Nike Earnings Preview: Great Expectations
Robby is a member of The Motley Fool Blog Network -- entries represent the personal opinion of the blogger and are not formally edited.
Nike (NYSE: NKE) is scheduled to release its second-quarter earnings of FY 2013 on December 20. Here’s what investors are looking for, and what you should expect to see as a result of those earnings.
Positive Surprises, Negative Surprises
Nike has consistently reported strong revenues, meeting or exceeding estimates for five straight quarters, and the company’s earnings per share exceeded analysts’ expectations in four of the past five quarters. This trend of such positive news has put added pressure on the company to meet or exceed estimates, and the December 20 earnings release will be scrutinized by investors worldwide. Some companies are unaffected by their quarterly results; if investors have low expectations, that sentiment is priced into the stock before earnings are announced. Nike isn’t one of those companies. The stock is priced with the expectation that the company will perform well. Mr. Market won’t react lightly to a negative earnings surprise from Nike.
As previously mentioned, the company’s EPS performed well in four of the past five quarters; the holdout was Q4 of FY 2012, released June 28, which resulted in a negative earnings surprise of nearly 15%. Nike shares plunged 10% on the news. Conversely, Nike’s three straight quarters of positive earnings surprises (between Q1 and Q4) saw a steady bull run of its share price, reaching as high as 20%.
Currently, analysts seem to be unanimously bullish toward Nike stock. HSBC recently upgraded Nike from “Neutral” to “Overweight,” and 95% of all Motley Fool CAPS players rate the stock “outperform.” In preparation for this article, I tried relentlessly to find perspectives from the bulls and the bears, but I was hard-pressed to find any from the bears. The few arguments I found that spoke negatively about Nike were a bit passé; one Nike bear cited the Tiger Woods marital scandal from three years ago as a reason to sell the stock. Another bear argument spoke of poor global economic conditions – a more valid point, in my mind.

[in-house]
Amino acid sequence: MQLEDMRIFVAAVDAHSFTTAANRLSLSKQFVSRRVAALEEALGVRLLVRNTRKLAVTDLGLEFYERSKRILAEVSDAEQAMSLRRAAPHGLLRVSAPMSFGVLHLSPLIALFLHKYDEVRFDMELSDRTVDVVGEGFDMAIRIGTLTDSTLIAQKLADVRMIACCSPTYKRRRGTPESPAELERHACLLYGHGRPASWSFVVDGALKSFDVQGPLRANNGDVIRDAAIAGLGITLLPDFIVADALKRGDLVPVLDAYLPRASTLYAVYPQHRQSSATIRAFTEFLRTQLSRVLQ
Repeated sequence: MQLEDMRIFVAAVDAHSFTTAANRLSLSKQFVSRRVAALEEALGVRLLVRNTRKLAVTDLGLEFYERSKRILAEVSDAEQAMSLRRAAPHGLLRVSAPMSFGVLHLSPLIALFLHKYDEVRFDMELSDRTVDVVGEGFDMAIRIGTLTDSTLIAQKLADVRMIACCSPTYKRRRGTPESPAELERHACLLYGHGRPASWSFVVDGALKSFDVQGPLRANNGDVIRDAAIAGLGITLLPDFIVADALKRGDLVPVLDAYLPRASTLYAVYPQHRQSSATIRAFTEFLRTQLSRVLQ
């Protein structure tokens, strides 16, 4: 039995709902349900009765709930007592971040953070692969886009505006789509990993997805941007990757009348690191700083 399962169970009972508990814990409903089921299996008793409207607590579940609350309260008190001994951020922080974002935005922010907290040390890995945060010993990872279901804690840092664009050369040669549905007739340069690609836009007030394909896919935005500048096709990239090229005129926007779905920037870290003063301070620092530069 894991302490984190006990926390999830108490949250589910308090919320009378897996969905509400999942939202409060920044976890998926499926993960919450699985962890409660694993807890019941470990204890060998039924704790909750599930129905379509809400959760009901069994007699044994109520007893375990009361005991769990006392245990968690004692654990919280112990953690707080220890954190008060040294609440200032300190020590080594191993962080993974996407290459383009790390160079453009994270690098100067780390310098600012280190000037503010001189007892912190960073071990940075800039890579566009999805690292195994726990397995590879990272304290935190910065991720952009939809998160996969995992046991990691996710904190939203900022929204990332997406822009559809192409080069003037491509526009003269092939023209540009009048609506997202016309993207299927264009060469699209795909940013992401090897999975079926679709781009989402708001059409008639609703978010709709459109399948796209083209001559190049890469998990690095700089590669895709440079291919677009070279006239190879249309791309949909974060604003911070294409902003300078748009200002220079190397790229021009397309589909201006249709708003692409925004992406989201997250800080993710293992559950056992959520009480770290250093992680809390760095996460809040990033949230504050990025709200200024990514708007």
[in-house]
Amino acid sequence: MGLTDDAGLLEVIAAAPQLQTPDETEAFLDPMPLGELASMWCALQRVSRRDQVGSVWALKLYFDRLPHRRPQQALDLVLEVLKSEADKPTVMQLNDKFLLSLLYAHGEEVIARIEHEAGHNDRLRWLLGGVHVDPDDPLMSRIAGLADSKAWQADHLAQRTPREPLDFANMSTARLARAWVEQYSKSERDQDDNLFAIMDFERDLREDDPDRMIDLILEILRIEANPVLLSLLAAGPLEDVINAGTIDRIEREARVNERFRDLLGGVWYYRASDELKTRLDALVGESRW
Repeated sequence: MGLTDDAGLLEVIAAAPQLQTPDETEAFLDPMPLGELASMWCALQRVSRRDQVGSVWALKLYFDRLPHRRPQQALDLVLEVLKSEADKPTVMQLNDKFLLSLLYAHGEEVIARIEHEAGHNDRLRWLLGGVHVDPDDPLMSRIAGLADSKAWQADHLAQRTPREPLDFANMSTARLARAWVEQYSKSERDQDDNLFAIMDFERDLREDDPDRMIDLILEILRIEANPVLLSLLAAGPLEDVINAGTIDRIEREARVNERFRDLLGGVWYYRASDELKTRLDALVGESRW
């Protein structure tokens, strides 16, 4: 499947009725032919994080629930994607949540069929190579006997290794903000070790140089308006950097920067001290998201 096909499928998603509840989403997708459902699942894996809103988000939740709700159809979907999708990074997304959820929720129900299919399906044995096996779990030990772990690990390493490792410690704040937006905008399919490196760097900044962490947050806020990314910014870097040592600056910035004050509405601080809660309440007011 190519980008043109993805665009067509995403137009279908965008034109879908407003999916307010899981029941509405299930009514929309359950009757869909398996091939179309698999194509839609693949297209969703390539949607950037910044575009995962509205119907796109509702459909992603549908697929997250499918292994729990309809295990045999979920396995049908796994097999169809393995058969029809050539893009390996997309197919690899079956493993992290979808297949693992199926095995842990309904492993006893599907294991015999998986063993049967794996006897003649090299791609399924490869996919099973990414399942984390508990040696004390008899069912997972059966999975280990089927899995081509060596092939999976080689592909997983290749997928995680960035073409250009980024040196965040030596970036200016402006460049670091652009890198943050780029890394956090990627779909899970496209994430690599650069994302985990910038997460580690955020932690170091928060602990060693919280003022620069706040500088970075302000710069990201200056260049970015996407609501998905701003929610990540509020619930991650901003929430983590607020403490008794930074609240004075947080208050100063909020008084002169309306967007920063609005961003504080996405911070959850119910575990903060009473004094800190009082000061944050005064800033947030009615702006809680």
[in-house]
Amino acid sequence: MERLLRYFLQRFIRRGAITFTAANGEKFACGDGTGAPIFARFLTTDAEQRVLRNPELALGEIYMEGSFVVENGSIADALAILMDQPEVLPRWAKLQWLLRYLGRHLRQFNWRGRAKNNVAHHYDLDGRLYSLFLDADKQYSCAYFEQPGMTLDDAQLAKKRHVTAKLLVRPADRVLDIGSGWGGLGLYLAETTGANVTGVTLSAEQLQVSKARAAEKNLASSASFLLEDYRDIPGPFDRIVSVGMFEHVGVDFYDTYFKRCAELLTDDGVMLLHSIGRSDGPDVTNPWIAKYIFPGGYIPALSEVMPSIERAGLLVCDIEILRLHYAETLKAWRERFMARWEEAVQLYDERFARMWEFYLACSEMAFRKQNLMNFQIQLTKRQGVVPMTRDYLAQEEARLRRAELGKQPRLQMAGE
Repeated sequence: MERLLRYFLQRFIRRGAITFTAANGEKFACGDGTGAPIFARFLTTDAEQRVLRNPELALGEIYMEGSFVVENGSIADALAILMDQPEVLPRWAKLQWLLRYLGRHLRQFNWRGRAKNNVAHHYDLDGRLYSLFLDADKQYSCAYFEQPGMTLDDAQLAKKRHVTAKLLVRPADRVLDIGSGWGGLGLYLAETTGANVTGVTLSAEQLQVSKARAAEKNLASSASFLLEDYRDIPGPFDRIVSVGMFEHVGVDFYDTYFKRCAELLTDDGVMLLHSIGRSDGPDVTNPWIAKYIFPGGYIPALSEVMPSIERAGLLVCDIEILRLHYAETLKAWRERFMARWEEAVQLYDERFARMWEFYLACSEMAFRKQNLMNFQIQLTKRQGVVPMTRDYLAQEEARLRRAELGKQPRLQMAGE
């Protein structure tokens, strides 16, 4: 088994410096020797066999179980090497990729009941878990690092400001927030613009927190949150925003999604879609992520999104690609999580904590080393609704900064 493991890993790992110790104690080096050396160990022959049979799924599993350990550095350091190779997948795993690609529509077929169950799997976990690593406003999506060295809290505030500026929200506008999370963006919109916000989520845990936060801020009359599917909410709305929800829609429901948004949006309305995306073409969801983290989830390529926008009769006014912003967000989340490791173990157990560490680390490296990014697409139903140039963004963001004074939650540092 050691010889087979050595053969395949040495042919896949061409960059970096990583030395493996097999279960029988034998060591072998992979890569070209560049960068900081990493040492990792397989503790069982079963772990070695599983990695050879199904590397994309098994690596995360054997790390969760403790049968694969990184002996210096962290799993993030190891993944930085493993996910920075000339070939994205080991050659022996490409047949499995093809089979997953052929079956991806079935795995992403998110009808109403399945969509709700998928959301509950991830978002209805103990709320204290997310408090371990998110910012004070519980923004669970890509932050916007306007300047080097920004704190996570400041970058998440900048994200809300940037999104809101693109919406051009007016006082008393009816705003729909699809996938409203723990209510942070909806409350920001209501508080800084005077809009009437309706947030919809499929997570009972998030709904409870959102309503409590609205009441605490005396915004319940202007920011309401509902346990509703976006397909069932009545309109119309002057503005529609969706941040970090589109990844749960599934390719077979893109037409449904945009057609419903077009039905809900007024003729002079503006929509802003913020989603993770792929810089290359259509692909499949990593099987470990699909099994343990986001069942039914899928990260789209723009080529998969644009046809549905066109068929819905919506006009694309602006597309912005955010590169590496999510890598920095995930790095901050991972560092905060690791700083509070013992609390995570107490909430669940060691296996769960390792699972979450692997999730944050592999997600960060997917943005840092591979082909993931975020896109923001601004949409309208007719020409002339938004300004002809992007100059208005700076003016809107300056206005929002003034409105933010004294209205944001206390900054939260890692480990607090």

The bulls, on the other hand, have much to discuss. Most often cited as Nike’s principal competitive advantage is the company’s incomparable brand power. The company is famous for its marketing prowess, strategically signing elite athletes to represent the company and exhibit its products. There are few companies as iconic as Nike.
Under Armour (NYSE: UA) is a worthy competitor. The company has beaten EPS estimates in every one of the past five quarters, the company’s revenues have met or exceeded expectations in all of the previous five quarters, and the company has been growing at a furious pace.
Adidas (NASDAQOTH: ADDYY) is a large player in this industry, and although the company has a recognizable brand across the globe, its earnings are erratic and its revenues haven’t experienced nearly the growth of Nike or Under Armour. The investment banking firm Cantor Fitzgerald recently downgraded the stock to “sell,” and the equity research firm AlphaValue issued a “reduce” rating. But not every firm agrees with the bearish sentiment; Exane BNP Paribas has an “outperform” rating on Adidas, reiterated just two weeks ago.
Quarterly Earnings Bottom Line
Try not to make knee-jerk reactions when earnings are released. Don’t give too much precedence to a daily price movement based on a single quarter’s earnings; quarterly data comes out every three months, and although drastic movements in the stock price bait your emotions to buy or sell, you should resist this temptation. Emotion-laden investment decisions are rarely successful. You should consider every investment decision you make in the context of the company you’re investing with, not in the context of the noise of the market.
Robby Greengold has no financial interest in any of the companies mentioned, but owns one pair of Nike running shoes and two Under Armour longsleeve shirts.. The Motley Fool owns shares of Nike and Under Armour. Motley Fool newsletter services recommend Nike and Under Armour. Try any of our Foolish newsletter services free for 30 days. We Fools may not all hold the same opinions, but we all believe that considering a diverse range of insights makes us better investors. The Motley Fool has a disclosure policy. Is this post wrong? Click here. Think you can do better? Join us and write your own!